The telephone prank played on a London hospital last week by a pair of Australian morning radio show hosts would not have been allowed to air in this country, according to local broadcast professionals. It would have violated federal broadcast regulations.

“The station got away with something we can’t do here,” said Larry Norton, longtime morning show host at WGRF-FM 96.9. Pranks have been part of radio culture for years, he added.

“In this country you are not allowed to put a person on the air without them knowing they’re on the radio,” Norton said. “And that’s strictly enforced by the FCC.”

On Dec. 4, 2Day FM radio host Mel Greig and co-host Michael Christian called the London hospital where the Duchess of Cambridge, wife of Prince William, was being treated for severe morning sickness. They pretended to be Queen Elizabeth II and Prince Charles, checking on her condition, and the call was put through to a nurse, who divulged confidential information. Three days later, the nurse who put the call through, Jacintha Saldanha, a 46-year-old mother of two, was found dead and left a suicide note, according to published reports.

Saldanha’s death has stirred worldwide outrage and has resulted in the suspension of the two radio personalities and the cancellation of their show. Meanwhile, the owners of Australian radio station 2Day FM released a statement saying it broke no laws by broadcasting the phone call, according to Australian newspaper reports.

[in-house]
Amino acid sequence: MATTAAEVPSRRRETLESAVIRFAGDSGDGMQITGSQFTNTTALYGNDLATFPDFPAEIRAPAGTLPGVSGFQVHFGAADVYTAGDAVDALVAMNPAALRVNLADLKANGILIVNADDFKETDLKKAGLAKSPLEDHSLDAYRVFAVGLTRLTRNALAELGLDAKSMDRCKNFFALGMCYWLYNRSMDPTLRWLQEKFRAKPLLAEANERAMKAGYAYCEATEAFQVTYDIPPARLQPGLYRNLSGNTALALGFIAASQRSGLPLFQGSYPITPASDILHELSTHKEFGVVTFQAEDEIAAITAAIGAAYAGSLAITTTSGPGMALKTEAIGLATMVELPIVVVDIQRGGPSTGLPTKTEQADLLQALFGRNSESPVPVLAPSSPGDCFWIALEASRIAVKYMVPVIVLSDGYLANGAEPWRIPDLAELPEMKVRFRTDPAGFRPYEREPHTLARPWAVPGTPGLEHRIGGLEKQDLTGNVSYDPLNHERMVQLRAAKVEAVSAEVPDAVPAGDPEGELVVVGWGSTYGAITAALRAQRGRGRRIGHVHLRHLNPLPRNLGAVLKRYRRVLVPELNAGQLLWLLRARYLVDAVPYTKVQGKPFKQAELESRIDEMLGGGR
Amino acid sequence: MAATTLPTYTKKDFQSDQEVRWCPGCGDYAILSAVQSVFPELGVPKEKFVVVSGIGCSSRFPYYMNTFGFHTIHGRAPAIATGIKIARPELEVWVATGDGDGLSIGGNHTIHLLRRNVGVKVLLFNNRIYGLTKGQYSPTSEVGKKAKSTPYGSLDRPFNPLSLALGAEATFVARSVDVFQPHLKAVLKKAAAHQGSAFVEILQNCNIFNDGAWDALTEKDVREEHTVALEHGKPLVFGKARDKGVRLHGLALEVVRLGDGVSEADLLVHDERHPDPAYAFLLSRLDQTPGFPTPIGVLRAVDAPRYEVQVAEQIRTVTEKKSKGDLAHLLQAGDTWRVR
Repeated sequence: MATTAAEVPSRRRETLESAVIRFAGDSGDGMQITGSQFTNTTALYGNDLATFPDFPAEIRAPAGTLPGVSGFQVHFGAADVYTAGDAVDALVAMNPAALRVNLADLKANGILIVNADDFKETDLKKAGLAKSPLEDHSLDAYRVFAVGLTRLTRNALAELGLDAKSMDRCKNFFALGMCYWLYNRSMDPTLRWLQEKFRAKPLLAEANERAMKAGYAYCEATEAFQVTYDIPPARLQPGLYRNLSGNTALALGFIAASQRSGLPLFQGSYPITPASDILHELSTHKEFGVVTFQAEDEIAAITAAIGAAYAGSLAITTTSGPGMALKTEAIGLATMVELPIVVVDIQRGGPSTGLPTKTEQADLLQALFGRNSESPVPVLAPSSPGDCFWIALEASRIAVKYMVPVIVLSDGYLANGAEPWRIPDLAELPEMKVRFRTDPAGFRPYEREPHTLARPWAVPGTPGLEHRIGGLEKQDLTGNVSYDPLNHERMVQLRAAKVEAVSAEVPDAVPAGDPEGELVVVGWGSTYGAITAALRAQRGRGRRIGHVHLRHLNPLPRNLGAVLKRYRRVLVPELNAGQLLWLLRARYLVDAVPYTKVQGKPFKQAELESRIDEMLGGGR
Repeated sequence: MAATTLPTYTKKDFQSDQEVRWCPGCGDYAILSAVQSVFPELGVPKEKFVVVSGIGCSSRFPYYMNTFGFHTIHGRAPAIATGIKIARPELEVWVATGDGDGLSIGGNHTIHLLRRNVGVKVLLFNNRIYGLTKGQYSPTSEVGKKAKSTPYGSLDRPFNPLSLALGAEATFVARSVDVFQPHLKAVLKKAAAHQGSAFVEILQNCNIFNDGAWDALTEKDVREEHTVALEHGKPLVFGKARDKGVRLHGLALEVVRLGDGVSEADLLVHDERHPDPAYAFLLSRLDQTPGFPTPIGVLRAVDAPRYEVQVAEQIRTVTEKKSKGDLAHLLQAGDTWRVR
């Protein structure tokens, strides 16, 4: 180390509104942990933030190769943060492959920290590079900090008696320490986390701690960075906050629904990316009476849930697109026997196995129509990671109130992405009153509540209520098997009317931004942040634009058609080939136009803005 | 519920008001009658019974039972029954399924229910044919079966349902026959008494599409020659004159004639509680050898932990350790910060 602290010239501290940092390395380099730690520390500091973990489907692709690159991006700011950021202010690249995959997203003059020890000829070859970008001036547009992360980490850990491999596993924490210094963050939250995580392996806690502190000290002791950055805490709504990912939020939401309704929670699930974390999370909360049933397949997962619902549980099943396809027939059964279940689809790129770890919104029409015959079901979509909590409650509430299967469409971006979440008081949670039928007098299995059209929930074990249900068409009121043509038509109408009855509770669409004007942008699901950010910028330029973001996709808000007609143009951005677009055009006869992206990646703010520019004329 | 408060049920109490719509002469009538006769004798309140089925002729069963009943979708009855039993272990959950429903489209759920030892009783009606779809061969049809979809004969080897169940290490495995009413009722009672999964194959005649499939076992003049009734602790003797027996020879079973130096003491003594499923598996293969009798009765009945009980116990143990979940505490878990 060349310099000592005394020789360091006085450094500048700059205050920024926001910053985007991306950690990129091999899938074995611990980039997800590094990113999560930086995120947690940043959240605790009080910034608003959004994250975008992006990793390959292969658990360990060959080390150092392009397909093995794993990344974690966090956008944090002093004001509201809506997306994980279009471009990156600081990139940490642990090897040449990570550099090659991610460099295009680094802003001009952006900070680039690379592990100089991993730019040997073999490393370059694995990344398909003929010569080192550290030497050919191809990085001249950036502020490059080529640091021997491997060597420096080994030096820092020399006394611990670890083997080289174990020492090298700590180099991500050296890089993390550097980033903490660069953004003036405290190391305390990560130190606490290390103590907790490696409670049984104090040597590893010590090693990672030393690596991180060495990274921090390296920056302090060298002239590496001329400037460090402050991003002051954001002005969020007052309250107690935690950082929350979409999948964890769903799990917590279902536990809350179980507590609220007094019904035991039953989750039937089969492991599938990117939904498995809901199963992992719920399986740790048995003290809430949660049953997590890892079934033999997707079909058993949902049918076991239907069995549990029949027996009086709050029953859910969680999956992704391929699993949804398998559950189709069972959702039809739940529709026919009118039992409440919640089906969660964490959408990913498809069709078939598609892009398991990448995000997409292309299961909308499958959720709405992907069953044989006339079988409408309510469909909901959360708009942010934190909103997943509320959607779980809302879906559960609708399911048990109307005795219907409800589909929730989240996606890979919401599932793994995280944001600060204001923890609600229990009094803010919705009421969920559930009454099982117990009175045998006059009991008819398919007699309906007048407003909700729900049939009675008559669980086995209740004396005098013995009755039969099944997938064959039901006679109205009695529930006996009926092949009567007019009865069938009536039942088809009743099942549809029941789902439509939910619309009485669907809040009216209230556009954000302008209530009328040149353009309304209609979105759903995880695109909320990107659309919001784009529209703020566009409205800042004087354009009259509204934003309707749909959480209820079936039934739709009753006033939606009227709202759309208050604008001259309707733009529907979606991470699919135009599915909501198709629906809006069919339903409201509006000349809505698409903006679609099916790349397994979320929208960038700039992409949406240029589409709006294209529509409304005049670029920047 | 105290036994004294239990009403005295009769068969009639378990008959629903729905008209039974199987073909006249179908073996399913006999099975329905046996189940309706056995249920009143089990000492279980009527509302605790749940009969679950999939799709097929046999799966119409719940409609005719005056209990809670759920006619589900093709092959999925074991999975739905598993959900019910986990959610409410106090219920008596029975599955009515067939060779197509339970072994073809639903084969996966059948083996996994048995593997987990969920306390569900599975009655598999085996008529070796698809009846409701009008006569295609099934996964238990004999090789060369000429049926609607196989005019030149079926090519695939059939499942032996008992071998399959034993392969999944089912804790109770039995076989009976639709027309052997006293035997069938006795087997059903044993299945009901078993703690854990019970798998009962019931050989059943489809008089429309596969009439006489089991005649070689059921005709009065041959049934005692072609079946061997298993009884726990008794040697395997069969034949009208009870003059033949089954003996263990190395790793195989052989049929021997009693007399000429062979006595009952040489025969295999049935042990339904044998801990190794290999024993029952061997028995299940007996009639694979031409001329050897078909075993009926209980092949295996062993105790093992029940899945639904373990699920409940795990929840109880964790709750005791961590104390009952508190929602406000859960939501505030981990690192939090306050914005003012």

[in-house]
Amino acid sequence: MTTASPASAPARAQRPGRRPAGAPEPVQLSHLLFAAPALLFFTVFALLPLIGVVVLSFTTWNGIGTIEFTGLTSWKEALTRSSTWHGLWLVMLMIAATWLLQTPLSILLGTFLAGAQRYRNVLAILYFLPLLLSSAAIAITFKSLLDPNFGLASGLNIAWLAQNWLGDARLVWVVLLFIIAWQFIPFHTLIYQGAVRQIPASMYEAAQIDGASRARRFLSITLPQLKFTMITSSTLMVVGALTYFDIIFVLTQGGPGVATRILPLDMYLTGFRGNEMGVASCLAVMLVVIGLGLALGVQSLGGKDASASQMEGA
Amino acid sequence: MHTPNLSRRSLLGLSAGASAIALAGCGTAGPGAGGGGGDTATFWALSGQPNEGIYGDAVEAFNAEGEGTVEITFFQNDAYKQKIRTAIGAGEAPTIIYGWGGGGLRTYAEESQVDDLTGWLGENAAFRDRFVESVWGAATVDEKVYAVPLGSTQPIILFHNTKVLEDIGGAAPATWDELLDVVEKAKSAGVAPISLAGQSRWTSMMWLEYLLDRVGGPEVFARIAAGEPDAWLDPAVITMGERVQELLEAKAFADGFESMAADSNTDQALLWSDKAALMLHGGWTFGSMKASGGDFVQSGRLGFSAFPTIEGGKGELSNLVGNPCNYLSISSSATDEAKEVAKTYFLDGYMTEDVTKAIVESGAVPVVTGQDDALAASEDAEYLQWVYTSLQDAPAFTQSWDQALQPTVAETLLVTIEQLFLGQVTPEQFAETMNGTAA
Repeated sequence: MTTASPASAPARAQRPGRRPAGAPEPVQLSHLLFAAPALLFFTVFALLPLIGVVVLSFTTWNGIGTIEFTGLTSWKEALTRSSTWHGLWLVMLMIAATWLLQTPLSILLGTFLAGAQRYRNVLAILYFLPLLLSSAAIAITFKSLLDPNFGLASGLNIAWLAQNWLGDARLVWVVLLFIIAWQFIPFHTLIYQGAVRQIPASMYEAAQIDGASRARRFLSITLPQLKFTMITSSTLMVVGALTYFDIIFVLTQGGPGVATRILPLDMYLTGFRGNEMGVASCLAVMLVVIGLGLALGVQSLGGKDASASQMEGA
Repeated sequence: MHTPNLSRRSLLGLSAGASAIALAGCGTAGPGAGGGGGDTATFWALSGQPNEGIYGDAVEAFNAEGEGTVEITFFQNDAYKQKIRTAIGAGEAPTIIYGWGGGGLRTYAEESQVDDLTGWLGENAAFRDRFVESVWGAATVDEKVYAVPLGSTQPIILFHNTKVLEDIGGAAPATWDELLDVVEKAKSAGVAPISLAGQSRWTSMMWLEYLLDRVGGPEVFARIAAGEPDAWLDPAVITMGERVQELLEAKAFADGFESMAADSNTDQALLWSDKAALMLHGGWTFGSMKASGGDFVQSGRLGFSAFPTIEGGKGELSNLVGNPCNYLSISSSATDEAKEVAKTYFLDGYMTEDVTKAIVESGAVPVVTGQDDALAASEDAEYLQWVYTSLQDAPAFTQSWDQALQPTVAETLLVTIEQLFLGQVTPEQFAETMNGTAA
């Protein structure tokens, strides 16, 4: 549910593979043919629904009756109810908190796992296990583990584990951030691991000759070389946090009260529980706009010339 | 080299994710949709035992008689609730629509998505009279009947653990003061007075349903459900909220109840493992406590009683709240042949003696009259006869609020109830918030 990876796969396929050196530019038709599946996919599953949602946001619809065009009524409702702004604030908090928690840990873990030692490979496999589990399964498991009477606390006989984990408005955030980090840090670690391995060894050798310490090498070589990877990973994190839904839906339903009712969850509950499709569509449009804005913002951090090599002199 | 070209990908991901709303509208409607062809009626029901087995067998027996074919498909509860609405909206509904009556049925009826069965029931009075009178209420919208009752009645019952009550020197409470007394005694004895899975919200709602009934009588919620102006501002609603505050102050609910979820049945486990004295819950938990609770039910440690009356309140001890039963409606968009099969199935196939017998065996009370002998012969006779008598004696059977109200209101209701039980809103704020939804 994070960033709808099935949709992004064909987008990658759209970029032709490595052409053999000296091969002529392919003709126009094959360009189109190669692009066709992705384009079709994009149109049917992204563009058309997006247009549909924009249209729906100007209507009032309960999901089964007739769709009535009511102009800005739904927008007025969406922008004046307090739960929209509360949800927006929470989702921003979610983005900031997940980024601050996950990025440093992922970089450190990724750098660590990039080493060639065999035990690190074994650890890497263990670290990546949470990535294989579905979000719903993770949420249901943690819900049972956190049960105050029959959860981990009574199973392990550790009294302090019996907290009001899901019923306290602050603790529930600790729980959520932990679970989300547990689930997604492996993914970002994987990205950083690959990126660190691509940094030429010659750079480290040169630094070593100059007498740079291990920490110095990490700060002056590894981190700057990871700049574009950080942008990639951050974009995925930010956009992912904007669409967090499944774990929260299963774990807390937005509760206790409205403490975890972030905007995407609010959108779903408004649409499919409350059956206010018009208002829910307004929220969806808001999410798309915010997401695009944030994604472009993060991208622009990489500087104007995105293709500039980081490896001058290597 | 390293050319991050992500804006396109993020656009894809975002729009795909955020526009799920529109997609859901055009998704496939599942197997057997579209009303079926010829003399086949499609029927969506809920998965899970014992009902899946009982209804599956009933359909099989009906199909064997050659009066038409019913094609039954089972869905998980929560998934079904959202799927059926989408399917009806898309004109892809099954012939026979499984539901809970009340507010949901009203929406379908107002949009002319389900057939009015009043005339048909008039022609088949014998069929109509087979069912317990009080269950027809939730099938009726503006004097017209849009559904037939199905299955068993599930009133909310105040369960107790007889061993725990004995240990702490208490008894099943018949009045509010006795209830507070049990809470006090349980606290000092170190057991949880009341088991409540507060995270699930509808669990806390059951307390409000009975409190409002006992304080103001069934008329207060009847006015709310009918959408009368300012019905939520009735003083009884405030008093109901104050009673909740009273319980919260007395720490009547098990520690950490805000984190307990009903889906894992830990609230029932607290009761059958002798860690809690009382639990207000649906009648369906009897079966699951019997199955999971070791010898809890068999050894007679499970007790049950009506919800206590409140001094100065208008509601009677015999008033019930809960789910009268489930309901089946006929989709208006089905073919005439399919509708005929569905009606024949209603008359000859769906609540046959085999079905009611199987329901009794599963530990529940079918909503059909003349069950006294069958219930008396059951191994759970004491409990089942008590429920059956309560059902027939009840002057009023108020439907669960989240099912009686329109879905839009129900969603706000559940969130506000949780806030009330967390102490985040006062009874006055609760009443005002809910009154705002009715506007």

In the United States, the broadcast of telephone conversations is regulated by the Federal Communications Commission.

The FCC requires any broadcaster recording a phone conversation to inform the other person that the call is being recorded and may be played on the air.

Harv Moore, who from 1979 to 1989 hosted a morning show with Robert Taylor on WPHD-FM 103.3, recalled a regular part of his show that featured the broadcast of prank telephone calls.

“Rude Awakenings” involved morning phone calls to unsuspecting listeners, whose names were submitted to the station by friends suggesting the prank.

“After we pulled the prank that we recorded we always had to get their permission,” recalled Moore, who now works for AM-1270 The Swing. “We never put anybody on the air without their permission. It was never malicious, and most people were good sports.”

Moore expressed surprise that the Australian radio station allowed the broadcast of the conversation between the radio hosts and hospital personnel, who divulged confidential medical information.

“I’m sure [the hosts] didn’t have any clue that it would end up the way it did,” Moore said.

Norton, whose involvement in radio pranks spans more than 35 years, explained why morning radio hosts like to do it.

“We don’t pull a prank because we think it will be a ratings grabber. We’re just having fun,” said Norton. “It’s not always well-thought-out, but you never want to hurt anybody. You’re just kind of playing.”

Some of Norton’s most memorable on-air pranks included broadcasting the sound of a cat for days in the background of a broadcast and then pretending he could not hear it.

Norton admitted that some radio stunts performed in the past are no longer allowed for reasons of safety.

“A radio studio is like a locker room,” he said. “There used to be a lot of eating contests, like who can eat the most worms. But people have gotten ill and died, so we can no longer have people walking on glass or eating bugs.”